Teachers can embed the novel Daris Camp Adventures: A Transylvanian Saga in their curriculum, with the purpose of teaching Tier 2 vocabulary words and improving their reading comprehension skills. This activity book helps teachers provide students with the support they need to consolidate newly learned vocabulary words by explicitly and systematically using them in different contexts. Moreover, the activities featured in this book include comprehension questions focusing on lower level skills (e.g. identifying the main idea, the main and secondary characters, the setting, the plot, or the supporting details) as well as higher level skills (e.g. compare and contrast, making inferences, paraphrasing, making predictions, or identifying the author’s purpose). The activities are accompanied by answer keys that indicate the specific skills practiced with each question.

PD Services

I offer the following professional development presentations aimed to benefit elementary
school teachers, administrators, and specialists.

The pathways to reading for meaning.

How do the brains of disadvantaged students work when they learn to read?

Beyond correct words per minute: How can we reliably monitor the progress of reading skills?

How can we effectively improve the vocabulary of upper elementary school children?

The utility of homework in elementary school: How much is too much?

Best practices in elementary school: Distinguishing between the noise and critical instruction.


The following is a selection of my research papers, highlighting my expertise in the field

Dolean, D.D. (2021). Home literacy practices that support language and literacy development in bilingual children: A longitudinal case study. International Journal of Bilingual Education and Bilingualism, Online First June 21, 2021, DOI: 10.1080/13670050.2021.1943304

Dolean, D.D. & Lervag, A. (2021). Variation of homework assigned in elementary school can impact academic achievement. The Journal of Experimental Education, Online first February 10, 2021, DOI: 10.1080/00220973.2020.1861422

Dolean, D.D., Lervag, A., Visu-Petra, L. & Melby-Lervag, M. (2021). Language skills, and not executive functions, predict the development of reading comprehension: Evidence from an orthographically transparent language. Reading and Writing: An interdisciplinary journal, 34, 1491-1512. doi.org/10.1007/s11145-020-10107-4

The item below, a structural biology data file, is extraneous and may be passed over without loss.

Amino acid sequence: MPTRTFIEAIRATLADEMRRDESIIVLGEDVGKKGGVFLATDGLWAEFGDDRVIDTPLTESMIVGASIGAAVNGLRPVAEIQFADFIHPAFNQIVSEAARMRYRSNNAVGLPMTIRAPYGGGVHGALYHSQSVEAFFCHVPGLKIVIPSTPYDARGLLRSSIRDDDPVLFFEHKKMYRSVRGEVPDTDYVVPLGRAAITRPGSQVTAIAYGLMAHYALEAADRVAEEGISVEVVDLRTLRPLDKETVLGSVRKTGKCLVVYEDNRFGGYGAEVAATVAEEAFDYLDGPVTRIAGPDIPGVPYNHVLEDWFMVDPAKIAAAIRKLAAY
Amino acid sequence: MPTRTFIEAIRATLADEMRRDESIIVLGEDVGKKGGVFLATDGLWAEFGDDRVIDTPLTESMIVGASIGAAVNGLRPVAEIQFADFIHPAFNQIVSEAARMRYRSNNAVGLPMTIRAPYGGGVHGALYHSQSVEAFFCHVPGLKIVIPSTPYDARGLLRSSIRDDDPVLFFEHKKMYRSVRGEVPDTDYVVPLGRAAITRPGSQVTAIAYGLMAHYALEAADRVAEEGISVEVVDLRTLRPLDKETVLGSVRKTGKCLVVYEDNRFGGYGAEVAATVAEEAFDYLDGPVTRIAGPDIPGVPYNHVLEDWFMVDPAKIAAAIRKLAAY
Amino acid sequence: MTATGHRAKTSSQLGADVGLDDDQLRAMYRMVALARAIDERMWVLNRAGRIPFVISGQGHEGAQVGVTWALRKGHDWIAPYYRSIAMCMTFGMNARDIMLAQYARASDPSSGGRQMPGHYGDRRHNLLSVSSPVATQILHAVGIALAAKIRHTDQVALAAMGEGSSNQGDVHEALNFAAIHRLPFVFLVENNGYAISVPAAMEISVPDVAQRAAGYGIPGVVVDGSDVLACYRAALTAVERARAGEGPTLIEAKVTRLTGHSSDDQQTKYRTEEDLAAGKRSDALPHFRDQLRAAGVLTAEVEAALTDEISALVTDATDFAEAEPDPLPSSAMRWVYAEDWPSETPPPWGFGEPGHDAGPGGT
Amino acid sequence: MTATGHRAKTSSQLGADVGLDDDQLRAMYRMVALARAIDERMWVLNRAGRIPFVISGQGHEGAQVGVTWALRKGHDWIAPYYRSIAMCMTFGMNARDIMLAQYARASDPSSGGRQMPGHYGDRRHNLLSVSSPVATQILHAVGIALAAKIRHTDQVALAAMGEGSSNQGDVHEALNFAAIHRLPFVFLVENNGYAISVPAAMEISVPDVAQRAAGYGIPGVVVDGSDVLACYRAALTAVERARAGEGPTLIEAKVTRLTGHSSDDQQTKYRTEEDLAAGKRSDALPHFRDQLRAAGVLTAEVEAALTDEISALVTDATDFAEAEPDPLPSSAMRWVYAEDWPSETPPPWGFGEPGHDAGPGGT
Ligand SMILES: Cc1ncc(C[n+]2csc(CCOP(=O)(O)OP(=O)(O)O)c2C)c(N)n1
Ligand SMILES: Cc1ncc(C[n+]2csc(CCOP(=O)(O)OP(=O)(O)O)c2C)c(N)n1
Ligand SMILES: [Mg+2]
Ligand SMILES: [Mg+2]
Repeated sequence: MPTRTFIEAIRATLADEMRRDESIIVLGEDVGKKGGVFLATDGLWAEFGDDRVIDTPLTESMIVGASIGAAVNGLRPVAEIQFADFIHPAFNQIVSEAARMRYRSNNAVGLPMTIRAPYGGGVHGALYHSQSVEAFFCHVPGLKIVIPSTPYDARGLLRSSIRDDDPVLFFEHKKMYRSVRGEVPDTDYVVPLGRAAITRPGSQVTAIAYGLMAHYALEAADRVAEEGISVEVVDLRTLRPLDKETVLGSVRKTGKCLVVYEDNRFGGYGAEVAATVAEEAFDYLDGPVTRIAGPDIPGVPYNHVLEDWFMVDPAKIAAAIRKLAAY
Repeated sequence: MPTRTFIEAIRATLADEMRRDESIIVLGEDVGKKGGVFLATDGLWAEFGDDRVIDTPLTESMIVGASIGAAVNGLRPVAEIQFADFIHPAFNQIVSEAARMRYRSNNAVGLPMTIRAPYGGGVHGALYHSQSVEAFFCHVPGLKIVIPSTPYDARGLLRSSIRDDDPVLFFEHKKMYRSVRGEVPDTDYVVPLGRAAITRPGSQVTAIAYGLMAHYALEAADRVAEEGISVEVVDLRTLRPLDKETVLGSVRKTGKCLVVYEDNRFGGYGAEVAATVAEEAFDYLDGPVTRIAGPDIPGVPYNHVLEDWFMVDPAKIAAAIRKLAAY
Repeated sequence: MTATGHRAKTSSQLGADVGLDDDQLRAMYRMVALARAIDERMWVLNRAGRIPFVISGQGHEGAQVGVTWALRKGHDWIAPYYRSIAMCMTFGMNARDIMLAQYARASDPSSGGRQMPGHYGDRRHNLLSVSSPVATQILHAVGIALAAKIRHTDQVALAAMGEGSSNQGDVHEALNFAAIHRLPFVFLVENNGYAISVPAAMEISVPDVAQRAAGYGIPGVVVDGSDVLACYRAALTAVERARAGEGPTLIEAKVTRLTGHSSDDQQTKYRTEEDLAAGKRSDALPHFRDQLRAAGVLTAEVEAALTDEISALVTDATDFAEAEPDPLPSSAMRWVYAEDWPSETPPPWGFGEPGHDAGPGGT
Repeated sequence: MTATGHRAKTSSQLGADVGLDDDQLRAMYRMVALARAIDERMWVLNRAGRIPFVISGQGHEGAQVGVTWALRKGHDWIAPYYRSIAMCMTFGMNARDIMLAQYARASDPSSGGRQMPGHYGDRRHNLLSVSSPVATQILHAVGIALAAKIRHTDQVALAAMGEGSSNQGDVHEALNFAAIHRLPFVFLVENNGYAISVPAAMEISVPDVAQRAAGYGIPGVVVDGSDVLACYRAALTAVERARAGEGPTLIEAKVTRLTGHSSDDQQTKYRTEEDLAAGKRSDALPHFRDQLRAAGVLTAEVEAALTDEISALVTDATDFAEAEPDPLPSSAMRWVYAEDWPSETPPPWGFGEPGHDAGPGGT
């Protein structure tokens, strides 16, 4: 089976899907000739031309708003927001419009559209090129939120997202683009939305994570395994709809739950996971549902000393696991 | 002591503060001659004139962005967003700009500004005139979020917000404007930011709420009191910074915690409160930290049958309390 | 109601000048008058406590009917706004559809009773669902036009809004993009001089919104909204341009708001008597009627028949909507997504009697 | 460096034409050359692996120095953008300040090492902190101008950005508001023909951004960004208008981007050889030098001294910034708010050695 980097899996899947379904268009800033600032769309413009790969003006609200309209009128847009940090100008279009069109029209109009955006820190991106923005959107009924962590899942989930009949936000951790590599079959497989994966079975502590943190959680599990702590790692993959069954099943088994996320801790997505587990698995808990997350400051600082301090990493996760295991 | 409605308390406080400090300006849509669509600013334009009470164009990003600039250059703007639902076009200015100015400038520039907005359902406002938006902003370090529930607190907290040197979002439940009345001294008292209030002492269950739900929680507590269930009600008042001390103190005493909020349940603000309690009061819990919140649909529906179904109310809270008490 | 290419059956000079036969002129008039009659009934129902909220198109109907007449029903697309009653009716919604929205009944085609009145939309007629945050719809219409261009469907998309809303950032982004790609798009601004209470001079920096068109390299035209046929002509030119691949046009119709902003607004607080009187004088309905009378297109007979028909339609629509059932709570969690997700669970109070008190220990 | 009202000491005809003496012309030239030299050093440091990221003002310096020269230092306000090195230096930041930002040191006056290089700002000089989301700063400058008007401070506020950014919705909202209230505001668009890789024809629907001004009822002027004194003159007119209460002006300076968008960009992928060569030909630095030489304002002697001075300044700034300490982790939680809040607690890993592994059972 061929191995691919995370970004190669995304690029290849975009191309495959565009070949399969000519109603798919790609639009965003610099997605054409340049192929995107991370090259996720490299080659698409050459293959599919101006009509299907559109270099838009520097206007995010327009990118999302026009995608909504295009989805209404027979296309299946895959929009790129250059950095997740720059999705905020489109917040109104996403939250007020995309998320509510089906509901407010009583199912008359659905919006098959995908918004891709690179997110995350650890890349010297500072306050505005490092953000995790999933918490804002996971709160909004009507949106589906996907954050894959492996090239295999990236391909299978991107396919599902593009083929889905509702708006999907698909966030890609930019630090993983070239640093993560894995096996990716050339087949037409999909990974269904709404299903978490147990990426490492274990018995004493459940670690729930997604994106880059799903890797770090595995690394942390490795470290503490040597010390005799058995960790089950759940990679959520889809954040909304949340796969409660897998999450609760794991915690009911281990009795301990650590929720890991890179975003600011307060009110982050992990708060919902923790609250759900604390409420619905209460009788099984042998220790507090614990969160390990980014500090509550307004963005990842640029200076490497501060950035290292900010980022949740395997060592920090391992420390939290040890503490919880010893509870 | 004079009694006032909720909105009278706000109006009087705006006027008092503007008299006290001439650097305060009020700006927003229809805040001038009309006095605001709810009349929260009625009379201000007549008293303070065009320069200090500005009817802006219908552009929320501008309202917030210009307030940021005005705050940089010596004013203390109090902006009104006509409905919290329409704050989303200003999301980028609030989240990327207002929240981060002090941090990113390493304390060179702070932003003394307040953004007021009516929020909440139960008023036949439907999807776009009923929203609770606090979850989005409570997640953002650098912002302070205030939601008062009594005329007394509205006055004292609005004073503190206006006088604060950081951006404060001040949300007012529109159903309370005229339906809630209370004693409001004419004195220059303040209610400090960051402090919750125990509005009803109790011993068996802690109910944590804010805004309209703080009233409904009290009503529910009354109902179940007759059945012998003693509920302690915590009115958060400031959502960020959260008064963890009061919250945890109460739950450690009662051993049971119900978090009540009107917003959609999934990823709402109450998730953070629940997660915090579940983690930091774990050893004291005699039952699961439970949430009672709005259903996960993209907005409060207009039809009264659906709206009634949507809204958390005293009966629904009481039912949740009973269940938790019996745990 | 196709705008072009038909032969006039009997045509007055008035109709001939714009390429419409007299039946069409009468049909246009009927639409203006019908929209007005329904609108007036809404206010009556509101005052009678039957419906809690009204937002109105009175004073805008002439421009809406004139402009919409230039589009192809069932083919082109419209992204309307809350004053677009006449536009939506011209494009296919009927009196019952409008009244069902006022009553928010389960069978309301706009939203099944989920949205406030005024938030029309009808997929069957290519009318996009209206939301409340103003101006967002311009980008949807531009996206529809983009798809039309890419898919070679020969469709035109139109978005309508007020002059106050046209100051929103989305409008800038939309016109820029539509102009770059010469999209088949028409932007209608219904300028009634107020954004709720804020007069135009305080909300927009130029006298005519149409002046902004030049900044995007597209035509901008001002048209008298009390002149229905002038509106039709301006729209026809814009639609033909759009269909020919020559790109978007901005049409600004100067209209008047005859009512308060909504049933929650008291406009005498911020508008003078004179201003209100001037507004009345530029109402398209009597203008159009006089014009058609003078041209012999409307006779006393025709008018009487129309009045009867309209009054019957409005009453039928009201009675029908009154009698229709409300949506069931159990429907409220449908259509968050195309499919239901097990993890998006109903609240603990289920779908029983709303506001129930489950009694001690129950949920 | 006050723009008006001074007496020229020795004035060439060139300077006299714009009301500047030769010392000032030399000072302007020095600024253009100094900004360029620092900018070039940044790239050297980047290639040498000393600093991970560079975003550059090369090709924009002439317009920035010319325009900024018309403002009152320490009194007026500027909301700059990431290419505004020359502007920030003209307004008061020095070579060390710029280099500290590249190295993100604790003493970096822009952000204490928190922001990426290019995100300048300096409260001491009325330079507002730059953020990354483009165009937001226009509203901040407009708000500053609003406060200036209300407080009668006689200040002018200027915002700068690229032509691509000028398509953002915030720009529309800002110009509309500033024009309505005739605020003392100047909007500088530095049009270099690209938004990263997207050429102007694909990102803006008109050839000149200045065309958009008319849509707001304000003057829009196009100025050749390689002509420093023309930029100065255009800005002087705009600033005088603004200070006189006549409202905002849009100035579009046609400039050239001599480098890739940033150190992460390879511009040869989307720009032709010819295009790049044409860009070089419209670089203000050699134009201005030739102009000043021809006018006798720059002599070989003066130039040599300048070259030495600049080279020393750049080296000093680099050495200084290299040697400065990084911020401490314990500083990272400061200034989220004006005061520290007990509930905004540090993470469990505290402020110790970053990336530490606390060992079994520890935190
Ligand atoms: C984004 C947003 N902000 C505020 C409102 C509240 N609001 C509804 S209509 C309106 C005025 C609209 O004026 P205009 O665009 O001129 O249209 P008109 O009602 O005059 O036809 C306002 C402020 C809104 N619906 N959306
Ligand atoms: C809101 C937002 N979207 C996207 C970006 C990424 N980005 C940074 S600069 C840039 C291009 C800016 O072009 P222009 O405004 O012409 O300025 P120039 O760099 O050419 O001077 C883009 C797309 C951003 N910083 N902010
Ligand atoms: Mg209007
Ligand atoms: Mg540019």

Dolean, D.D. & Călugăr, A. (2020). How reliably can we measure a child’s true IQ: Socio-economic status can explain most of the inter-ethnic differences in general non-verbal abilities. Frontiers in Psychology, 11, 1-8. https://doi.org/10.3389/fpsyg.2020.02000

Dolean, D.D., Melby-Lervag, M., Tincas, I., Damsa, C. & Lervag, A. (2019). Achievement gap: Socioeconomic status affects reading development beyond language and cognition in children facing poverty. Learning and Instruction, 63. https://doi.org/10.1016/j.learninstruc.2019.101218.

Lervag, A., Dolean, D.D., Tincas, I. & Melby-Lervag, M. (2019). Socioeconomic Background, Nonverbal IQ and School Absence Affects the Development of Vocabulary and Reading Comprehension in Children Living in Severe Poverty. Developmental Science, 22(5). https://doi.org/10.1111/desc.12858

Dolean, D.D., & Tincas, I. (2019). Cognitive factors explain inter-cultural variations of abilities in rhythm perception: The case of Roma minority. Psychology of Music, 47(5), 757–766. https://doi.org/10.1177/0305735618766715

Dolean, D.D. (2016). The effects of teaching songs in foreign language classrooms on foreign language anxiety. Language Teaching Research, 20(5), 638-653. DOI: 10.1177/1362168815606151

Dolean, D.D. (2015). How early can we efficiently start teaching a foreign language? European Early Childhood Education Research Journal, 23(5), 706-719. DOI:10.1080/1350293X.2015.1104047

Dolean, D.D. (2014). Using the Keyword Method in the classroom: Is the interacting imagery necessary? System, 45, 17-26. http://dx.doi.org/10.1016/j.system.2014.04.003


For consultation, PD services or other inquires please email me at contact@drdolean.com